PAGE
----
California Assembly Member David Hadley (R-Torrance) has been on the job for less than a year but that hasn’t stopped him from immersing himself in the issues, including higher education, which he took a closer look at during his first visit to the UCLA campus since being elected in November 2014.
The 50-year-old small business owner said he hadn’t run for office since the seventh grade, making his path to Sacramento an “unusual” one. He said he found himself worried about the next generation, including his own four children — especially in California where he believes the state has lost itself as a “place of opportunity”.
“I’m here to bring common sense and political balance to Sacramento,” he said while chatting on the afternoon of Aug. 5 to an intimate group at the UCLA Faculty Center.
Sandwiched between meetings with Vice Chancellors Steven A. Olsen (Finance, Budget and Capital Programs) and Dr. James S. Economou (Research), Hadley met with a room full of UCLA representatives — including members of the Bruin Republicans, UCLA Undergraduate Student Association Council and faculty members representing education, intellectual property, transportation and research efforts.
Hadley founded his business in 1999, Hadley Partners, Incorporated (HPi), which is a financial advisory firm that specializes in representing entrepreneurial and family-owned businesses in the financing or sale of their companies.
Regarding that subject, Brian Shedd, technology transfer officer in the Office of Intellectual Property and Industry Sponsored Research, gave a packet presentation emphasizing to the Assembly Member the university’s ambitions of converting research into commercial possibilities. He noted that his office has helped launch 20 new startup companies a year, which puts UCLA near the top nationally.
“We don’t just do discovery for the sake of discovery,” Government & Community Relations Assistant Vice Chancellor Keith Parker added. “ We want application.”
Sue Fuhs, project manager of the Grand Challenge on depression (with a goal of cutting the burden of depression in half by 2050 and eliminating it by the end of the century), also explained her project and the benefit of UCLA’s ambitions with all the Grand Challenge initiatives.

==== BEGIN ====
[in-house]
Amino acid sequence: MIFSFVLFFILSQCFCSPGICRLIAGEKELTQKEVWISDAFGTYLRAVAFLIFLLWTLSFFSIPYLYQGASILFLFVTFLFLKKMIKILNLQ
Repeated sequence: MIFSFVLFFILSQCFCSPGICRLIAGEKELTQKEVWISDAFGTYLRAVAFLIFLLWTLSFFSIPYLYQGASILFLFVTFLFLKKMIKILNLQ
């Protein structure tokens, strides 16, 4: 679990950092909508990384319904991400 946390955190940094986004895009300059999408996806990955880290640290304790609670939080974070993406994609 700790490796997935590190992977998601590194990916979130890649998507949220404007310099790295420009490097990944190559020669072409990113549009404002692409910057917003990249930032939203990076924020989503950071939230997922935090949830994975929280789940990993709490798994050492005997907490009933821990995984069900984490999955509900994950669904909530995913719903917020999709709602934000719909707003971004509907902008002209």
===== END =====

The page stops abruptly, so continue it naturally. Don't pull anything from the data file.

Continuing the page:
Professor Marty Wachs, Department of Urban Planning, noted he hoped Hadley would be more open to building relationships with the research community.
Hadley said that with the new term limit rules (12 total years allowed in state office), that it was more likely an Assembly Member would stay put, allowing for greater relationship-building.
Hadley said that the biggest issue to him, so far, is the issue of water, and finding ways that the legislature can impact drought conditions — something only Governor Jerry Brown has influenced thus far. Hadley said the legislature should consider measures that could grow the state’s water supply.
“To my dissatisfaction, there has been no legislation on water,” he said.
The military is also near to Hadley’s heart, with a nephew who has served and a son currently serving.
He outlined Assembly Bill 306, which would allow military families (specific example: those serving in the South Bay) to have greater control of where their children attend K-12 schools, eliminating a district’s ability to veto a student transfer.
Emily Ives, veterans program director at the Veterans Resource Office, noted numerous programs through UCLA and emphasized the outreach UCLA coordinates to let veterans know what kind of benefits they might receive through the University.
Others emphasized the brain injury research breakthroughs and mental health interventions developed on UCLA’s campus that help veterans overcome challenges, as well as the entrepreneurship bootcamp offered to veterans, capitalizing on the leadership skills they have already attained while serving.
Hadley emphasized the importance to not only focus on the challenges veterans face, but the tremendous assets veterans bring to our communities.
We couldn’t agree more.